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Continuous separation of breast cancer cells from blood samples using multi-orifice flow fractionation (MOFF) and dielectrophoresis (DEP).

Authors
  • Moon, Hui-Sung1
  • Kwon, Kiho
  • Kim, Seung-Il
  • Han, Hyunju
  • Sohn, Joohyuk
  • Lee, Soohyeon
  • Jung, Hyo-Il
  • 1 School of Mechanical Engineering, Yonsei University, 262 Seongsan-no Seodaemun-gu, Seoul, 120-749, South Korea. , (North Korea)
Type
Published Article
Journal
Lab on a Chip
Publisher
The Royal Society of Chemistry
Publication Date
Mar 21, 2011
Volume
11
Issue
6
Pages
1118–1125
Identifiers
DOI: 10.1039/c0lc00345j
PMID: 21298159
Source
Medline
License
Unknown

Abstract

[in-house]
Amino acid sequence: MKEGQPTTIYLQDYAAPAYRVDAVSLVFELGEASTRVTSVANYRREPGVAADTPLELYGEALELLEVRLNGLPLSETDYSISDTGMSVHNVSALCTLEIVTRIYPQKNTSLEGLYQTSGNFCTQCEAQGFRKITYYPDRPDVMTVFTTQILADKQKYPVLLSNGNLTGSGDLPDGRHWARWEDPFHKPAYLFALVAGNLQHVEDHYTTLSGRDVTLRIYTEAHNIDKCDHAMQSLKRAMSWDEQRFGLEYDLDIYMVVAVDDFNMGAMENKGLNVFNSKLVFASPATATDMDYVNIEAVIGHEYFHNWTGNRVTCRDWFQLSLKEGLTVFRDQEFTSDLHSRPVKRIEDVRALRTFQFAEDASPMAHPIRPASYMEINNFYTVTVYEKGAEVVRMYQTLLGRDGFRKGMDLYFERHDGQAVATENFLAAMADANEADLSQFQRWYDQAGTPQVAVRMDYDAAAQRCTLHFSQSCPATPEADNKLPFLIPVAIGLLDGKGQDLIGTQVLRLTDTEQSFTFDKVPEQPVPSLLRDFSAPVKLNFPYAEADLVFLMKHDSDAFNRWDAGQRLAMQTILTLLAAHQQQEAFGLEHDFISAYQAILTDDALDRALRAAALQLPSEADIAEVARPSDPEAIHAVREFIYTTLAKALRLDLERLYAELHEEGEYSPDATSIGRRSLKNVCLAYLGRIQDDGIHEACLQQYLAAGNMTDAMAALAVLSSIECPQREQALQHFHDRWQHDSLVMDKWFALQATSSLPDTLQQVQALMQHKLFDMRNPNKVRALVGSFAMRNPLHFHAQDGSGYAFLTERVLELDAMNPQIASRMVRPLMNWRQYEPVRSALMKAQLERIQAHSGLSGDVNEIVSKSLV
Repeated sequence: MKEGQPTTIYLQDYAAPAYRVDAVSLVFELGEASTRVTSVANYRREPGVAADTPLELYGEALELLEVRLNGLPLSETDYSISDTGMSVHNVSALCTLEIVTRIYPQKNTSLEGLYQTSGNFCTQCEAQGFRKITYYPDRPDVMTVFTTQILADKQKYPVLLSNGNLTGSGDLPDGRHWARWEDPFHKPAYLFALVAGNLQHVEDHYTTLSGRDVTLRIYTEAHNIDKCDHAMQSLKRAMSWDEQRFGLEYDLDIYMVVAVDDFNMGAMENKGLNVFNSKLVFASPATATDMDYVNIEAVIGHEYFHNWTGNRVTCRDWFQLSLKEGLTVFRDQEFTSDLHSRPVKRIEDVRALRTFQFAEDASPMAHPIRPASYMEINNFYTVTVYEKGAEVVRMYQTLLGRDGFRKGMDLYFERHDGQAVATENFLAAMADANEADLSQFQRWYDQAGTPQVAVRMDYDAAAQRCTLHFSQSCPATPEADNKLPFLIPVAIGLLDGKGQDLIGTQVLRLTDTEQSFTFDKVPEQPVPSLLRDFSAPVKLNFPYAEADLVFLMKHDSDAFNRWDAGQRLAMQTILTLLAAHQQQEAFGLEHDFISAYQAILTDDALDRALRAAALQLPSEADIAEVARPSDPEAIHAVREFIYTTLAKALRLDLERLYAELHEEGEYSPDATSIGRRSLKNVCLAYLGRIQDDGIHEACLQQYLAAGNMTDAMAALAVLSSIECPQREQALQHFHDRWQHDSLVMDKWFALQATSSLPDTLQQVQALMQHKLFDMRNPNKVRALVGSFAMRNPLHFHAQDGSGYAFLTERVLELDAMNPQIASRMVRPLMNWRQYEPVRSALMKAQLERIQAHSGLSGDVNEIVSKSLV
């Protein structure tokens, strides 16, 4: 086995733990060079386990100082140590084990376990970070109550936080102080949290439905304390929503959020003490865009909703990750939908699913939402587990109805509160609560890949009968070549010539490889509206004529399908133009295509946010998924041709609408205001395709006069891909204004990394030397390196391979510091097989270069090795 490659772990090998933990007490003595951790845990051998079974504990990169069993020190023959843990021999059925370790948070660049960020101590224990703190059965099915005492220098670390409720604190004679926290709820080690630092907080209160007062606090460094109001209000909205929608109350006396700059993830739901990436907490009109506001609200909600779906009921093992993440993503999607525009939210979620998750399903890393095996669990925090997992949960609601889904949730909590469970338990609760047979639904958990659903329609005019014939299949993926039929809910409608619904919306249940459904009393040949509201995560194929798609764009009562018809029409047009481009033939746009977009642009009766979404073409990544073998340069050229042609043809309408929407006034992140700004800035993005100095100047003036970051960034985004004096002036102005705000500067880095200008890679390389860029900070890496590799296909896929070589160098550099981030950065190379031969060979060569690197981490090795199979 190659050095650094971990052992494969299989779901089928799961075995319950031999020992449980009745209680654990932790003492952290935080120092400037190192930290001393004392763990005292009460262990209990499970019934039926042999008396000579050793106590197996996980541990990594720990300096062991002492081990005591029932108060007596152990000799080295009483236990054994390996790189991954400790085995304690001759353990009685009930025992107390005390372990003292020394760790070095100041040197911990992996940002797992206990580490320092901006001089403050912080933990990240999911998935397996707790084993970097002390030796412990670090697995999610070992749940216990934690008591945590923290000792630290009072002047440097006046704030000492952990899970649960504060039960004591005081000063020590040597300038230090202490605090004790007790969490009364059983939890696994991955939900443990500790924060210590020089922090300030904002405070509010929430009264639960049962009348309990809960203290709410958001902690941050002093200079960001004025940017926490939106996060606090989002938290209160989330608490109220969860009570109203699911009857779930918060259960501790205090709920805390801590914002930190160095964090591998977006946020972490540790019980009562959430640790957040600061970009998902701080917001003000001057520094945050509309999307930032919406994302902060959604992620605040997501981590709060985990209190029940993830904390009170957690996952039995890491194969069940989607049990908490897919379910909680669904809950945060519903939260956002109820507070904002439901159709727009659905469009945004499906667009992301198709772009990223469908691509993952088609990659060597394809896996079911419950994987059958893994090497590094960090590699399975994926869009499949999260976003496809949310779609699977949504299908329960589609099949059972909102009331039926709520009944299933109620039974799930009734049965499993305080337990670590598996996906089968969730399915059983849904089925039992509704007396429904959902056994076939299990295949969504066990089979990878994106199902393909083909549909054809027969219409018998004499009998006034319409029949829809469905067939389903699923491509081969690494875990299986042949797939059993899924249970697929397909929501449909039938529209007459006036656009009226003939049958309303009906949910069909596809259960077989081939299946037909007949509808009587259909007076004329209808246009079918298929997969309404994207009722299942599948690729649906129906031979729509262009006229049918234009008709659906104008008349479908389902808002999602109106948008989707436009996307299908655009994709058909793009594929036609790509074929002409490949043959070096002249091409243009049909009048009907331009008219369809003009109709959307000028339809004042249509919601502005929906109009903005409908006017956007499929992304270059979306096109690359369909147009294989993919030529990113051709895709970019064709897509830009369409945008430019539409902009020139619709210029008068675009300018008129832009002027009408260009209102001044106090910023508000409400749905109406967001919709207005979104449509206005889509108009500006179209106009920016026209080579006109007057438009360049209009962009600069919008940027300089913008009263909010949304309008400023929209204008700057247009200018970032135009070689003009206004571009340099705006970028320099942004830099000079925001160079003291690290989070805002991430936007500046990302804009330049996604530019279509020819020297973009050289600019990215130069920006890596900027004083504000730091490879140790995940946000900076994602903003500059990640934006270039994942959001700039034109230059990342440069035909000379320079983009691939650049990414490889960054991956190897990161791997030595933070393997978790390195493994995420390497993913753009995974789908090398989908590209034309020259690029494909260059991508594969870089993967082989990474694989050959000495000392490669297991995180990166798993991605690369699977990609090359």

Circulating tumor cells (CTCs) are highly correlated with the invasive behavior of cancer, so their isolations and quantifications are important for biomedical applications such as cancer prognosis and measuring the responses to drug treatments. In this paper, we present the development of a microfluidic device for the separation of CTCs from blood cells based on the physical properties of cells. For use as a CTC model, we successfully separated human breast cancer cells (MCF-7) from a spiked blood cell sample by combining multi-orifice flow fractionation (MOFF) and dielectrophoretic (DEP) cell separation technique. Hydrodynamic separation takes advantage of the massive and high-throughput filtration of blood cells as it can accommodate a very high flow rate. DEP separation plays a role in precise post-processing to enhance the efficiency of the separation. The serial combination of these two different sorting techniques enabled high-speed continuous flow-through separation without labeling. We observed up to a 162-fold increase in MCF-7 cells at a 126 µL min(-1) flow rate. Red and white blood cells were efficiently removed with separation efficiencies of 99.24% and 94.23% respectively. Therefore, we suggest that our system could be used for separation and detection of CTCs from blood cells for biomedical applications.

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